Albumin infusion improves outcomes of patients with spontaneous bacterial peritonitis: a meta-analysis of randomized trials

Clin Gastroenterol Hepatol. 2013 Feb;11(2):123-30.e1. doi: 10.1016/j.cgh.2012.11.007. Epub 2012 Nov 22.


Background & aims: Renal impairment increases mortality among patients with spontaneous bacterial peritonitis (SBP), despite administration of non-nephrotoxic antibiotics. Albumin infusion has been reported to reduce renal impairment and mortality in patients with SBP. We performed a meta-analysis of randomized controlled trials (RCTs) to quantify the effect of albumin infusion on renal impairment and mortality in patients with SBP.

Methods: We searched MEDLINE, EMBASE, the Cochrane Library, and for RCTs that evaluated albumin treatment for patients with SBP; we also performed searches by additional methods. Four trials of 288 total patients were included in our analysis. Data were quantitatively combined under a fixed-effects model.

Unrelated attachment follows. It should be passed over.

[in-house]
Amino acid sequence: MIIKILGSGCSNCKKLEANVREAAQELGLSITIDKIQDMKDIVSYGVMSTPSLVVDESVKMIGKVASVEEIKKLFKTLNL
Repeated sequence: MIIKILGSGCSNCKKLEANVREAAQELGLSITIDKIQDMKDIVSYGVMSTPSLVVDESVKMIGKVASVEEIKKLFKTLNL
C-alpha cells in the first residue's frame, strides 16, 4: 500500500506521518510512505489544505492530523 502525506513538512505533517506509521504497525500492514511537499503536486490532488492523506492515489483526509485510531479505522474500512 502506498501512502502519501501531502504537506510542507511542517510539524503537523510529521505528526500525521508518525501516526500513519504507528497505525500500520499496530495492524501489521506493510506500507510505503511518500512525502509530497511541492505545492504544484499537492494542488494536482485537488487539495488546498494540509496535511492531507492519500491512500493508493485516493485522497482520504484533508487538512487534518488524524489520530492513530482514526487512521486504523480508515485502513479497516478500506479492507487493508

Results: We found no evidence of statistically significant heterogeneity or publication bias among the studies analyzed. Albumin was compared with no albumin in 3 trials and with artificial colloid in 1 trial. All patients received antibiotics. The incidence of renal impairment in control groups was 44 of 144 (30.6%), compared with 12 of 144 (8.3%) in groups given albumin. The pooled odds ratio for a reduction in renal impairment after albumin infusion was 0.21 (95% confidence interval, 0.11-0.42). Odds ratios for renal impairment after albumin therapy ranged from 0.19-0.30 among the individual studies. Mortality among controls was 51 of 144 (35.4%), compared with 23 of 144 (16.0%) among patients who received albumin. The pooled odds ratio for decreased mortality after infusion of albumin was 0.34 (95% confidence interval, 0.19-0.60). Odds ratios for mortality in individual RCTs ranged from 0.16-0.55.

Conclusions: In a meta-analysis of 4 RCTs (288 patients), albumin infusion prevented renal impairment and reduced mortality among patients with SBP.

Publication types

  • Meta-Analysis
  • Research Support, Non-U.S. Gov't

MeSH terms

  • Adult
  • Aged
  • Albumins / administration & dosage*
  • Bacterial Infections / complications
  • Bacterial Infections / drug therapy*
  • Bacterial Infections / mortality
  • Female
  • Humans
  • Male
  • Middle Aged
  • Peritonitis / complications
  • Peritonitis / drug therapy*
  • Peritonitis / mortality
  • Randomized Controlled Trials as Topic
  • Renal Insufficiency / prevention & control*
  • Survival Analysis
  • Treatment Outcome
  • Young Adult


  • Albumins